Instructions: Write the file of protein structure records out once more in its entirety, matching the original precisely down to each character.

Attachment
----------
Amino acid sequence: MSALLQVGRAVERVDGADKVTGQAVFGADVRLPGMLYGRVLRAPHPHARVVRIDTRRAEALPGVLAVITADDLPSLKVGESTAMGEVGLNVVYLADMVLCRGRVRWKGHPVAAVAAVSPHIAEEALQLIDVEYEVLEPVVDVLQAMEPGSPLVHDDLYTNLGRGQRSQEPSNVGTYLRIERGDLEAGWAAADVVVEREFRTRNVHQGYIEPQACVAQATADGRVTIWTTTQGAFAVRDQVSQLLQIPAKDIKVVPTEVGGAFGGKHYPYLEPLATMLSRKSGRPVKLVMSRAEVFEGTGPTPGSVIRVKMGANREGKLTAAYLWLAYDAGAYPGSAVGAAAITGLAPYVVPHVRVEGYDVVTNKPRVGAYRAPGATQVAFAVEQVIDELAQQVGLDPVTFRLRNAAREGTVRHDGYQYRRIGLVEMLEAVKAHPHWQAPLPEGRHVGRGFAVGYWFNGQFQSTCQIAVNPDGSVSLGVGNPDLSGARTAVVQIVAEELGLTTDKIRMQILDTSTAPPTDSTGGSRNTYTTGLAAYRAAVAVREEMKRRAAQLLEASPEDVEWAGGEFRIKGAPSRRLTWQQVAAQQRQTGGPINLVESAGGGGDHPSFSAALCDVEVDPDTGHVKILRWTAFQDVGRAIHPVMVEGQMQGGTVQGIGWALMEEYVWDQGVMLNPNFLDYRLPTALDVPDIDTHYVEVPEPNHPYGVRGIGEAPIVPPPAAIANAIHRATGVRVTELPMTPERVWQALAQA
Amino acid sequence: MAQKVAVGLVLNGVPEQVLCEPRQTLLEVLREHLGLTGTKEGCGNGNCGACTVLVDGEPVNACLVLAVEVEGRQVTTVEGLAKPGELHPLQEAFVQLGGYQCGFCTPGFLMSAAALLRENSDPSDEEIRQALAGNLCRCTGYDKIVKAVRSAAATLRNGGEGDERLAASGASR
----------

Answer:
Amino acid sequence: MSALLQVGRAVERVDGADKVTGQAVFGADVRLPGMLYGRVLRAPHPHARVVRIDTRRAEALPGVLAVITADDLPSLKVGESTAMGEVGLNVVYLADMVLCRGRVRWKGHPVAAVAAVSPHIAEEALQLIDVEYEVLEPVVDVLQAMEPGSPLVHDDLYTNLGRGQRSQEPSNVGTYLRIERGDLEAGWAAADVVVEREFRTRNVHQGYIEPQACVAQATADGRVTIWTTTQGAFAVRDQVSQLLQIPAKDIKVVPTEVGGAFGGKHYPYLEPLATMLSRKSGRPVKLVMSRAEVFEGTGPTPGSVIRVKMGANREGKLTAAYLWLAYDAGAYPGSAVGAAAITGLAPYVVPHVRVEGYDVVTNKPRVGAYRAPGATQVAFAVEQVIDELAQQVGLDPVTFRLRNAAREGTVRHDGYQYRRIGLVEMLEAVKAHPHWQAPLPEGRHVGRGFAVGYWFNGQFQSTCQIAVNPDGSVSLGVGNPDLSGARTAVVQIVAEELGLTTDKIRMQILDTSTAPPTDSTGGSRNTYTTGLAAYRAAVAVREEMKRRAAQLLEASPEDVEWAGGEFRIKGAPSRRLTWQQVAAQQRQTGGPINLVESAGGGGDHPSFSAALCDVEVDPDTGHVKILRWTAFQDVGRAIHPVMVEGQMQGGTVQGIGWALMEEYVWDQGVMLNPNFLDYRLPTALDVPDIDTHYVEVPEPNHPYGVRGIGEAPIVPPPAAIANAIHRATGVRVTELPMTPERVWQALAQA
Amino acid sequence: MAQKVAVGLVLNGVPEQVLCEPRQTLLEVLREHLGLTGTKEGCGNGNCGACTVLVDGEPVNACLVLAVEVEGRQVTTVEGLAKPGELHPLQEAFVQLGGYQCGFCTPGFLMSAAALLRENSDPSDEEIRQALAGNLCRCTGYDKIVKAVRSAAATLRNGGEGDERLAASGASR